The idea of divorcing myself entirely from Google’s ecosystem isn’t a realistic one for me, though I do it where I can (though having moved to iOS, the cure sometimes seems worse than the disease). One of the tattered bindings holding me to Google was the music thing. And while I do plan to take up a hundred gigabytes on one of their databases somewhere for as long as I possibly can, I’m glad the company admitted that what they were giving me didn’t make sense for them any more. It means one less reason that what Google has to give makes sense for me.
Every service from Google now, especially with those new, bad logos, feels less like it’s offering a solution to a problem and more like it’s just another form of leverage for the company. We were spoiled by the old, weird Google that did things like Books because they could, throwing it in the teeth of the publishers, or Wave, an experiment in interactivity that in many ways is still ahead of its time. They did things because they hadn’t been done, and now they do things because they can’t let you leave.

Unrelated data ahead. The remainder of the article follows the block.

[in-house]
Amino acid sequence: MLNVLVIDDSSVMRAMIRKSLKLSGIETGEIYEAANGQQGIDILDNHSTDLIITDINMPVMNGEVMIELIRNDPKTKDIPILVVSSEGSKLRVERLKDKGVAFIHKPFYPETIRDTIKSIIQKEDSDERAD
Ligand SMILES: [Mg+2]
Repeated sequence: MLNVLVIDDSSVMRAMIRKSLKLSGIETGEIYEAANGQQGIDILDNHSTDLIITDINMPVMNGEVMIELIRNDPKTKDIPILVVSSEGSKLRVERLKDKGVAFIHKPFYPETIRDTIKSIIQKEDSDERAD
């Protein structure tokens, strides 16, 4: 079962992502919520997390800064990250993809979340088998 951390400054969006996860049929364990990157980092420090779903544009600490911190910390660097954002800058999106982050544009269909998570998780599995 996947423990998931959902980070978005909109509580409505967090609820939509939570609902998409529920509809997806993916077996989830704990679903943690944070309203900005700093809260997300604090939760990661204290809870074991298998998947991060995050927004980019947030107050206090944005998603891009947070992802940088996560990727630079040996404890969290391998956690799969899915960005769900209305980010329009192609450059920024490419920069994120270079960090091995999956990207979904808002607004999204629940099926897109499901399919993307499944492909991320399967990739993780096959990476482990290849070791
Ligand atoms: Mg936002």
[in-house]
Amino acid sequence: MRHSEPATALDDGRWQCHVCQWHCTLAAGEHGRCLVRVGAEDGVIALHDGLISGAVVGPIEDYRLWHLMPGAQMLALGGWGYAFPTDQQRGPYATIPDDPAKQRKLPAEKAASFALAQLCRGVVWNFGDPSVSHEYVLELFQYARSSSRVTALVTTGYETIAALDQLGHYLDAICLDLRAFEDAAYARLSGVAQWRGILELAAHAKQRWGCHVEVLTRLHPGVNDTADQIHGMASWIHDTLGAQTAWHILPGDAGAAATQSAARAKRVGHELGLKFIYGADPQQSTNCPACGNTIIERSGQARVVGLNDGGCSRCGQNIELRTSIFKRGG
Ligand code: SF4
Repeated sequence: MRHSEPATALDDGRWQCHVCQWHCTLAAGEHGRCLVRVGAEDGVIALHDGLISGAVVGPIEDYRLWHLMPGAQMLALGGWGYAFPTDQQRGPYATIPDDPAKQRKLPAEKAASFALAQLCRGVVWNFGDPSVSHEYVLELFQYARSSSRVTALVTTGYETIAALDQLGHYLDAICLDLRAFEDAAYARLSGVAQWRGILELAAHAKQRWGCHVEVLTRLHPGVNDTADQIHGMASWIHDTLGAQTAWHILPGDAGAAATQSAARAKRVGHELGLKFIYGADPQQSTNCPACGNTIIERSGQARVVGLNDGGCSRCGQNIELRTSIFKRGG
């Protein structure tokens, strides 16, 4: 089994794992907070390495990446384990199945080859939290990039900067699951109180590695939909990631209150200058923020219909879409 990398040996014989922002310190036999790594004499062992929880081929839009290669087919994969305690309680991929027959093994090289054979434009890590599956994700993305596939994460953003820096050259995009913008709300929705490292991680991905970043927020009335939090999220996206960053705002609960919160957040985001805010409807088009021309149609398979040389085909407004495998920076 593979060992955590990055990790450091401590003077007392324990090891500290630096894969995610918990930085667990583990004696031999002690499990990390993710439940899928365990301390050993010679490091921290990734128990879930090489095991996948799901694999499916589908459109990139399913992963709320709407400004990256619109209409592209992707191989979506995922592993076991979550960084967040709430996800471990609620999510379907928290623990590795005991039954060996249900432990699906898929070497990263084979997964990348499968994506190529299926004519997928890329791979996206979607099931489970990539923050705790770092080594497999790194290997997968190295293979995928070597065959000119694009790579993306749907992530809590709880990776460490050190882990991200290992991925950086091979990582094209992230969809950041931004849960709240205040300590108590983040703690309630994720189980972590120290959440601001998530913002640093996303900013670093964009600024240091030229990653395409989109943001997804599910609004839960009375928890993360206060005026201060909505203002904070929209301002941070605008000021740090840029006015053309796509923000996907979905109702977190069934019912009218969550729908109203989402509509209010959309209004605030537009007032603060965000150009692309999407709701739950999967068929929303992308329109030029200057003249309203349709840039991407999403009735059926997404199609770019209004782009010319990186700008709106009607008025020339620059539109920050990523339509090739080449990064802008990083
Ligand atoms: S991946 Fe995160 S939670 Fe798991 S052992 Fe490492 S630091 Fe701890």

So, RIP Google Music. You were good while you lasted, but ultimately what you did best was show me that we deserved better, and we weren’t going to get it by waiting around for Google to return to its roots.
The best way to manage a music collection is with a tool like Nextcloud, which allows documents, music and other data to be remotely synchronized between devices with no dependency on Big Tech.